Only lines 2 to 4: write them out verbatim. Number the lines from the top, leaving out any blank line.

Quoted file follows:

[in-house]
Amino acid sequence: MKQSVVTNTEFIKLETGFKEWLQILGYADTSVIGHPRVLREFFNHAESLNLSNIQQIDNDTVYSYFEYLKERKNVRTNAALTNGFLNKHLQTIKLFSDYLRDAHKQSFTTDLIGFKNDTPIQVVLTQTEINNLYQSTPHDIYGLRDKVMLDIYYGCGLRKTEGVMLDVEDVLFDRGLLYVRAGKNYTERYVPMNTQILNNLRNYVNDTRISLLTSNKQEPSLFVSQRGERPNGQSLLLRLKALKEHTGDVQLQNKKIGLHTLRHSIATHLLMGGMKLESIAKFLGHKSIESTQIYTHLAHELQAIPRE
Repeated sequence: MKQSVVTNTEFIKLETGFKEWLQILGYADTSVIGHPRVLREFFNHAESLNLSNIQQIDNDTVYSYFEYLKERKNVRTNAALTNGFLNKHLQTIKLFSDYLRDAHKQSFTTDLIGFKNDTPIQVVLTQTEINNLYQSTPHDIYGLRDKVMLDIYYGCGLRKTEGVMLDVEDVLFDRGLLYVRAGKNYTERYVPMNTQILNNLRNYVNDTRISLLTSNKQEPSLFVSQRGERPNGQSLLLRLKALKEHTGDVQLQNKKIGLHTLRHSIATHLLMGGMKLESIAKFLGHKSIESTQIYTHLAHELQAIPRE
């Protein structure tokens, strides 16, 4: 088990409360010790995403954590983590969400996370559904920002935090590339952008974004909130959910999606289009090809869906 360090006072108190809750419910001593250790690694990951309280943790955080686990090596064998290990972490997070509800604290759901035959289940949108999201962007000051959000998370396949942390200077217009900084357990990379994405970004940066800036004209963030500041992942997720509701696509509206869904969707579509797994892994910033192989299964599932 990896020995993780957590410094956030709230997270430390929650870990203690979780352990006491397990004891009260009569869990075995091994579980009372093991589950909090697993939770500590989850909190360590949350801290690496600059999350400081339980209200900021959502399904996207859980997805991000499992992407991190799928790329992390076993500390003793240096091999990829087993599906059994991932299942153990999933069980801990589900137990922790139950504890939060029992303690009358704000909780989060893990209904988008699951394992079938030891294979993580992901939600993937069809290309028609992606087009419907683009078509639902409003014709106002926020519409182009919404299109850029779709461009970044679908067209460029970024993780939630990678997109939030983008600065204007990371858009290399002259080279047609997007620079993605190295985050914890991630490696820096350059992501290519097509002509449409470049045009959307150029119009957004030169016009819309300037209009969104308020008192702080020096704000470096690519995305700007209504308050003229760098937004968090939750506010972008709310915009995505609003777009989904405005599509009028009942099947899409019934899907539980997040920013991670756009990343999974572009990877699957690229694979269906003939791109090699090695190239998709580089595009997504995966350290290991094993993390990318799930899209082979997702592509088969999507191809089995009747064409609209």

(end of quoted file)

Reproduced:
Amino acid sequence: MKQSVVTNTEFIKLETGFKEWLQILGYADTSVIGHPRVLREFFNHAESLNLSNIQQIDNDTVYSYFEYLKERKNVRTNAALTNGFLNKHLQTIKLFSDYLRDAHKQSFTTDLIGFKNDTPIQVVLTQTEINNLYQSTPHDIYGLRDKVMLDIYYGCGLRKTEGVMLDVEDVLFDRGLLYVRAGKNYTERYVPMNTQILNNLRNYVNDTRISLLTSNKQEPSLFVSQRGERPNGQSLLLRLKALKEHTGDVQLQNKKIGLHTLRHSIATHLLMGGMKLESIAKFLGHKSIESTQIYTHLAHELQAIPRE
Repeated sequence: MKQSVVTNTEFIKLETGFKEWLQILGYADTSVIGHPRVLREFFNHAESLNLSNIQQIDNDTVYSYFEYLKERKNVRTNAALTNGFLNKHLQTIKLFSDYLRDAHKQSFTTDLIGFKNDTPIQVVLTQTEINNLYQSTPHDIYGLRDKVMLDIYYGCGLRKTEGVMLDVEDVLFDRGLLYVRAGKNYTERYVPMNTQILNNLRNYVNDTRISLLTSNKQEPSLFVSQRGERPNGQSLLLRLKALKEHTGDVQLQNKKIGLHTLRHSIATHLLMGGMKLESIAKFLGHKSIESTQIYTHLAHELQAIPRE
């Protein structure tokens, strides 16, 4: 088990409360010790995403954590983590969400996370559904920002935090590339952008974004909130959910999606289009090809869906 360090006072108190809750419910001593250790690694990951309280943790955080686990090596064998290990972490997070509800604290759901035959289940949108999201962007000051959000998370396949942390200077217009900084357990990379994405970004940066800036004209963030500041992942997720509701696509509206869904969707579509797994892994910033192989299964599932 990896020995993780957590410094956030709230997270430390929650870990203690979780352990006491397990004891009260009569869990075995091994579980009372093991589950909090697993939770500590989850909190360590949350801290690496600059999350400081339980209200900021959502399904996207859980997805991000499992992407991190799928790329992390076993500390003793240096091999990829087993599906059994991932299942153990999933069980801990589900137990922790139950504890939060029992303690009358704000909780989060893990209904988008699951394992079938030891294979993580992901939600993937069809290309028609992606087009419907683009078509639902409003014709106002926020519409182009919404299109850029779709461009970044679908067209460029970024993780939630990678997109939030983008600065204007990371858009290399002259080279047609997007620079993605190295985050914890991630490696820096350059992501290519097509002509449409470049045009959307150029119009957004030169016009819309300037209009969104308020008192702080020096704000470096690519995305700007209504308050003229760098937004968090939750506010972008709310915009995505609003777009989904405005599509009028009942099947899409019934899907539980997040920013991670756009990343999974572009990877699957690229694979269906003939791109090699090695190239998709580089595009997504995966350290290991094993993390990318799930899209082979997702592509088969999507191809089995009747064409609209």